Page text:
British working class "tantrum" caused Brexit, claims Europe minister

 
Catherine Neilan
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Conservative Party Conference - Day 3
Alan Duncan went off the script at the Chicago Council of Global Affairs (Source: Getty)

Working class voters threw "a bit of a tantrum" about immigration, and swung the referendum vote towards leaving the EU, Europe minister Alan Duncan has claimed.

Speaking at the Chicago Council of Global Affairs yesterday, Remain-backing Duncan said he had been surprised by the result, which had come about because the Leave campaign - which was fronted by his boss Boris Johnson - had stirred up prejudice about immigration.

The Guardian reports that he said: “The manner in which the campaign was fought stirred up a lot of sentiment amongst people that are not habitual voters, particularly on the issue of immigration. You could feel in the last 10 days of the campaign, traditional blue-collar urban Labour opinion going viral for Leave.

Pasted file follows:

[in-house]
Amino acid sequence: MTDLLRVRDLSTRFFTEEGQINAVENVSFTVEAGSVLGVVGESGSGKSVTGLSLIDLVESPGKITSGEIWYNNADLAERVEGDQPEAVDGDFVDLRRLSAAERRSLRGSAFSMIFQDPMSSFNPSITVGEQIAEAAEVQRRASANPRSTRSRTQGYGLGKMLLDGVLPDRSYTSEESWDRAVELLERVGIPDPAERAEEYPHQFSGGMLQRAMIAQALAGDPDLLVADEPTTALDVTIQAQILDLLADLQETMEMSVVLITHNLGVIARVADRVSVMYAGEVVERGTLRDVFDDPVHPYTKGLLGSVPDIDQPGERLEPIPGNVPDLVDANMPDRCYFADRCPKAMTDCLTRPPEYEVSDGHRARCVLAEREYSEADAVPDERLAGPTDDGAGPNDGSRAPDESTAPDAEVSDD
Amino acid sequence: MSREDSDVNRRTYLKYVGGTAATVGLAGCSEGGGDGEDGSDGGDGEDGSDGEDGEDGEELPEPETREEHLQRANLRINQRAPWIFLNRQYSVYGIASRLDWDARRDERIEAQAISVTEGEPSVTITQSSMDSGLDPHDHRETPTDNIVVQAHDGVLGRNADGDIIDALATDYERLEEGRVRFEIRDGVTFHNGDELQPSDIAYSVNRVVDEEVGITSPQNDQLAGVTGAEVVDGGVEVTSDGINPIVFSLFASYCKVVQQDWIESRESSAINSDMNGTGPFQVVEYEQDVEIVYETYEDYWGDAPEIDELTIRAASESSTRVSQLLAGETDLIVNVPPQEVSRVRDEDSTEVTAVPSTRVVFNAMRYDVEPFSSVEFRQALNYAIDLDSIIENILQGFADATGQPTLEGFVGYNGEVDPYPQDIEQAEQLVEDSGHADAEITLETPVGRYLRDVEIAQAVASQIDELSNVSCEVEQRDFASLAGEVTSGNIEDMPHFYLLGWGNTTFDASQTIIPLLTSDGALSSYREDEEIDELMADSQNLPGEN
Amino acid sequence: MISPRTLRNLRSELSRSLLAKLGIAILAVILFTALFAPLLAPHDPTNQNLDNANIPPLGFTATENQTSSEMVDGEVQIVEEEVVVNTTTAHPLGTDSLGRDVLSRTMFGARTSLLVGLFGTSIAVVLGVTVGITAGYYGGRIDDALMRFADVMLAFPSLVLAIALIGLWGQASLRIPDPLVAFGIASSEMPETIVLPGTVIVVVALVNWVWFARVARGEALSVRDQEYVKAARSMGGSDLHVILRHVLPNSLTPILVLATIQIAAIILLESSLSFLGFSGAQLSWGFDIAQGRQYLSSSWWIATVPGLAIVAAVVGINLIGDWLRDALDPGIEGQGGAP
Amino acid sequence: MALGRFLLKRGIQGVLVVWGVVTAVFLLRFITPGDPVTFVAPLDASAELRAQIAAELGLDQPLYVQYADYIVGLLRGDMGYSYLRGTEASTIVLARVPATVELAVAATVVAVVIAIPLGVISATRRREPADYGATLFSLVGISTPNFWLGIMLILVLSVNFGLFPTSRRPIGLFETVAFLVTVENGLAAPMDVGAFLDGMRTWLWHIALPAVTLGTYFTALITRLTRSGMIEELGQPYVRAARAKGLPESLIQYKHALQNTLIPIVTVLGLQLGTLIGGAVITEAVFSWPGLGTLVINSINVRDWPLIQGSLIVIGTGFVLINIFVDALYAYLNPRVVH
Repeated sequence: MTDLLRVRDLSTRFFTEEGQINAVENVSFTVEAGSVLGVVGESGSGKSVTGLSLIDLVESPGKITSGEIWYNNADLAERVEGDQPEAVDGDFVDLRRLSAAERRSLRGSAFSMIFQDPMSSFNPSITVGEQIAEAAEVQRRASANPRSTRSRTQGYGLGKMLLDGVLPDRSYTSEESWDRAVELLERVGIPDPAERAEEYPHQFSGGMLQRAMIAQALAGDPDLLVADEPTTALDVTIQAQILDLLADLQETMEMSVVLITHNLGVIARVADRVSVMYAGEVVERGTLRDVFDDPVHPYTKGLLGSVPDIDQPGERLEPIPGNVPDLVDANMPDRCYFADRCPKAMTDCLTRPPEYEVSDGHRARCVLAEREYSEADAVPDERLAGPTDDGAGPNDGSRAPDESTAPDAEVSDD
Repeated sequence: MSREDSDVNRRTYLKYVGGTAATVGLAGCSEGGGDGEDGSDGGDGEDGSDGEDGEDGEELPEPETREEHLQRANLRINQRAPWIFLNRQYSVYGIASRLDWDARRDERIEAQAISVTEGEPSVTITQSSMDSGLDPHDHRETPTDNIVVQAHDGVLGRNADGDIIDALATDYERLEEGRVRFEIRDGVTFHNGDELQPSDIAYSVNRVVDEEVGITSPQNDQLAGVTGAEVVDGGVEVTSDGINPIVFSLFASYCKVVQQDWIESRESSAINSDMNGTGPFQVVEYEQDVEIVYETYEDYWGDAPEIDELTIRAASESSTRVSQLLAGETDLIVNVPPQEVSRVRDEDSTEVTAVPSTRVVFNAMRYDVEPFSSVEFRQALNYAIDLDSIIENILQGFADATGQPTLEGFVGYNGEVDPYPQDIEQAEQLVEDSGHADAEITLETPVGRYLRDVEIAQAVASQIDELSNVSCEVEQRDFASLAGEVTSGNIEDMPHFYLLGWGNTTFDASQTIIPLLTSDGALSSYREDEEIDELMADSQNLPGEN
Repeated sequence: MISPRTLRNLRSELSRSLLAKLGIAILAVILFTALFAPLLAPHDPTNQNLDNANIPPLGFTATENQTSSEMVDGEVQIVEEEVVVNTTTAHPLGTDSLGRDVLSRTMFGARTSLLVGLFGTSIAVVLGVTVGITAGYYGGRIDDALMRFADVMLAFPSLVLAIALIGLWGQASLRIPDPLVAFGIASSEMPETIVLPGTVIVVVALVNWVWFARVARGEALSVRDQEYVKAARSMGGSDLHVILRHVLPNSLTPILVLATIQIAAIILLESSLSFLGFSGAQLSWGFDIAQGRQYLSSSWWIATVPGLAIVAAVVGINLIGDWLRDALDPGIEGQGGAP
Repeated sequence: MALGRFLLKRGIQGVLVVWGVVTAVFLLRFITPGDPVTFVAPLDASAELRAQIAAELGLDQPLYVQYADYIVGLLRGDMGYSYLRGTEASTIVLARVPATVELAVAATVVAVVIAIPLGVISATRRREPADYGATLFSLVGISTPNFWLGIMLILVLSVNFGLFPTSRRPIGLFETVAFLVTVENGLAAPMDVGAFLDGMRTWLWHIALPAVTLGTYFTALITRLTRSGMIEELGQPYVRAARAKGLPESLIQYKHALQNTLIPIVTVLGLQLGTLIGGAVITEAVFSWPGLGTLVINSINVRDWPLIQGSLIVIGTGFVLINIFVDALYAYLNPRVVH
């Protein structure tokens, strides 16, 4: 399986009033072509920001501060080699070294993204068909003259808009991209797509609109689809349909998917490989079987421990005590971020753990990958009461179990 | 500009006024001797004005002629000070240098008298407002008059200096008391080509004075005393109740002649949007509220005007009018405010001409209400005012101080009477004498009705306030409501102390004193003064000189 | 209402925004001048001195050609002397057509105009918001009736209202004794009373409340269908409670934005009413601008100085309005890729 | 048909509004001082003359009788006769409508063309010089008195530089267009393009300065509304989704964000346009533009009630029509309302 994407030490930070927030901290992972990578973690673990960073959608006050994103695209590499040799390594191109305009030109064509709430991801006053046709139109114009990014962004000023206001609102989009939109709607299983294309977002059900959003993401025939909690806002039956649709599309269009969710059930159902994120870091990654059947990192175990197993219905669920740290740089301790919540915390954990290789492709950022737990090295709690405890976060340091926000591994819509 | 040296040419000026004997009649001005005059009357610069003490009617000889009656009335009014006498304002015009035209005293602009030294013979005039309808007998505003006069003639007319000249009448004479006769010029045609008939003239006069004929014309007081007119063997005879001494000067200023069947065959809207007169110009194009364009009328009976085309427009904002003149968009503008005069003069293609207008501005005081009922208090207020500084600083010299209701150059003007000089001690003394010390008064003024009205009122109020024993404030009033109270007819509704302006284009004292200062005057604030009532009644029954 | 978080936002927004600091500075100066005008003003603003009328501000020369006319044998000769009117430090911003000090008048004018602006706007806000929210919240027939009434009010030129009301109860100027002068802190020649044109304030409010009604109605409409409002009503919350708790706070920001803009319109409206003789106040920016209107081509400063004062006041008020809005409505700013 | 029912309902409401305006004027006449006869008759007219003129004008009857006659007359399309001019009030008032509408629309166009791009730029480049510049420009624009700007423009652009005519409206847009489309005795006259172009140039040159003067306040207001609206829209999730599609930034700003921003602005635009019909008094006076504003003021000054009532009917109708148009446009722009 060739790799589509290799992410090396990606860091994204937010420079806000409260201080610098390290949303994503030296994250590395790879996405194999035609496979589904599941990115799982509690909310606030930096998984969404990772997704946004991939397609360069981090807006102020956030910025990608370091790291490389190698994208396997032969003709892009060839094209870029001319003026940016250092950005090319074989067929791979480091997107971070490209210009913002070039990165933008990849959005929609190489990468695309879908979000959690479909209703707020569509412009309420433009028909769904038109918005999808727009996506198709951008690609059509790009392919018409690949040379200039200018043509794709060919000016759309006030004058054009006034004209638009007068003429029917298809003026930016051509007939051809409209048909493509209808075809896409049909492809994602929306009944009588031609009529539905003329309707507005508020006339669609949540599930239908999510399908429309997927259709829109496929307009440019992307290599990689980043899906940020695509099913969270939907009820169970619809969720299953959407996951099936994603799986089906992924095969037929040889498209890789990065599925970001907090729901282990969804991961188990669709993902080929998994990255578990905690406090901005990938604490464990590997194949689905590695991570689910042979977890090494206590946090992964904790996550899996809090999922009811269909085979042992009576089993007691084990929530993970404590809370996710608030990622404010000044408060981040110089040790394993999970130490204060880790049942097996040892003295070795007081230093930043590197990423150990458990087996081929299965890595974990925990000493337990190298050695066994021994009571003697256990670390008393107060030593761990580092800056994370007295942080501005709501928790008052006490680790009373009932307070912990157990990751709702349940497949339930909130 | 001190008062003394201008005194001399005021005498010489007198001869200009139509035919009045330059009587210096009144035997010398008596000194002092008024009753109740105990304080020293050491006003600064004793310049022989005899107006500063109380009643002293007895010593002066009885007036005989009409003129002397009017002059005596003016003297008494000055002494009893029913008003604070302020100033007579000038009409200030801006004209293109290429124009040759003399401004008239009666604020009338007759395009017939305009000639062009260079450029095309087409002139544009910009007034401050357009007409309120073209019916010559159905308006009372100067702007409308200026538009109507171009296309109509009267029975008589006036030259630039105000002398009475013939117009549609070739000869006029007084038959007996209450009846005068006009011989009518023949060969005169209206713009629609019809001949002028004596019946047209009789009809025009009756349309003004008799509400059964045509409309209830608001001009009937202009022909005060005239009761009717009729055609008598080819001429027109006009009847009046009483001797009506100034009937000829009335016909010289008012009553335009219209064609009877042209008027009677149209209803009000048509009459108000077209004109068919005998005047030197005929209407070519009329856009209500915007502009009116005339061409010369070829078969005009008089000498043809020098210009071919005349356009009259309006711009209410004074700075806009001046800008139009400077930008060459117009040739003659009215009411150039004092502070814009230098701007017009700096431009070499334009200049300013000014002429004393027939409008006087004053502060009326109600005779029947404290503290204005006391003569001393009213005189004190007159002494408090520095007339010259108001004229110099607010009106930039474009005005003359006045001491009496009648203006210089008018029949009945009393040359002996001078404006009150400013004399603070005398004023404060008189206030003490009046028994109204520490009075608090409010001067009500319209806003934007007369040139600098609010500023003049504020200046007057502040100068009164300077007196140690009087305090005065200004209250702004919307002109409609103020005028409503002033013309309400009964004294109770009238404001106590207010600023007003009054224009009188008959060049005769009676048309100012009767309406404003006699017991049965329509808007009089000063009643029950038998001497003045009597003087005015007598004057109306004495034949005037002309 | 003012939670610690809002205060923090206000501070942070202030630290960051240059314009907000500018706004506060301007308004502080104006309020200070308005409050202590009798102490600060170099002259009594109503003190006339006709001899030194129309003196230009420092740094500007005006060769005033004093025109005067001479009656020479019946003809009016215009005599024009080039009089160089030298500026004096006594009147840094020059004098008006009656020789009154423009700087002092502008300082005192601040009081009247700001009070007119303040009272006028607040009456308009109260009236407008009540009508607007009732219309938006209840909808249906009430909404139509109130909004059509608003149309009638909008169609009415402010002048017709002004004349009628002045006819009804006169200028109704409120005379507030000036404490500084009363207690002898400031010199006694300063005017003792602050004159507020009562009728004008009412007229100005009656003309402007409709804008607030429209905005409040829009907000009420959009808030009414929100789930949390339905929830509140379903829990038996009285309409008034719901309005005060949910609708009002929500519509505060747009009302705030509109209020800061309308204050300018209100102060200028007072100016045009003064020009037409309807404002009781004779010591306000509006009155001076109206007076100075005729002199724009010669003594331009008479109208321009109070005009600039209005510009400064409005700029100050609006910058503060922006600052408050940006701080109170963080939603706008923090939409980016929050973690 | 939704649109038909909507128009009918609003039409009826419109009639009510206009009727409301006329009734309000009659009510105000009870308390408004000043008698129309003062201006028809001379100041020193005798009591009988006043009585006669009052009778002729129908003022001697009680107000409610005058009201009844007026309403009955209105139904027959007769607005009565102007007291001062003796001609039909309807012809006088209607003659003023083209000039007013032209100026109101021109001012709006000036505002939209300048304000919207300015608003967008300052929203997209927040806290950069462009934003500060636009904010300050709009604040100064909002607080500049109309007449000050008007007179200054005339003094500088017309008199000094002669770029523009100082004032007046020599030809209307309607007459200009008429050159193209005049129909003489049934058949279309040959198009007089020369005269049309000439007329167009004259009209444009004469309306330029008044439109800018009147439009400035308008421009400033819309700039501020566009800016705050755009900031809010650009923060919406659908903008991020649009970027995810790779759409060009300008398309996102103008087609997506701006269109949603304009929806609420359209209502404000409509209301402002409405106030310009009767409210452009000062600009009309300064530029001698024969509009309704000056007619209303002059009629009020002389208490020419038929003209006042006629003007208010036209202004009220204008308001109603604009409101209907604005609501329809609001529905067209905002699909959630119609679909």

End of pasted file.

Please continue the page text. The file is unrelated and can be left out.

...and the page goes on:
"They were stirred up by an image of immigration, which made them angry and throw a bit of a tantrum. That was part of the chemistry that explains the result.”

His comments contradict findings of a study published this morning, which claims the vote was not brought about by general dissatisfaction with the country but rather "a cry of financial pain".

In response to a question about why Boston, Lincolnshire, had swung so heavily towards Remain despite being reliant on Polish migrant labour to support local agriculture, he explained: "That is one of the paradoxes. Lincolnshire folk said ‘ooh, they are coming to pinch our jobs’. Well, they would not do the jobs themselves anyway so it was a rather artificial anger."

Duncan said the Remain campaign was "badly conducted", without putting forward "a vision of optimism".

"Nor did it appear a cross-party endeavour and that made elements of voting opinion treat it as a verdict on the government of the day," he added.

Duncan also appeared to contradict the official government position that Brexit could pave the way for the UK to become a bigger global player, saying the priority was to turn potential disaster into opportunity.

And he hinted the UK might not seek an early free trade deal with the US, saying the first trade deal the UK needed was with partners in the EU.

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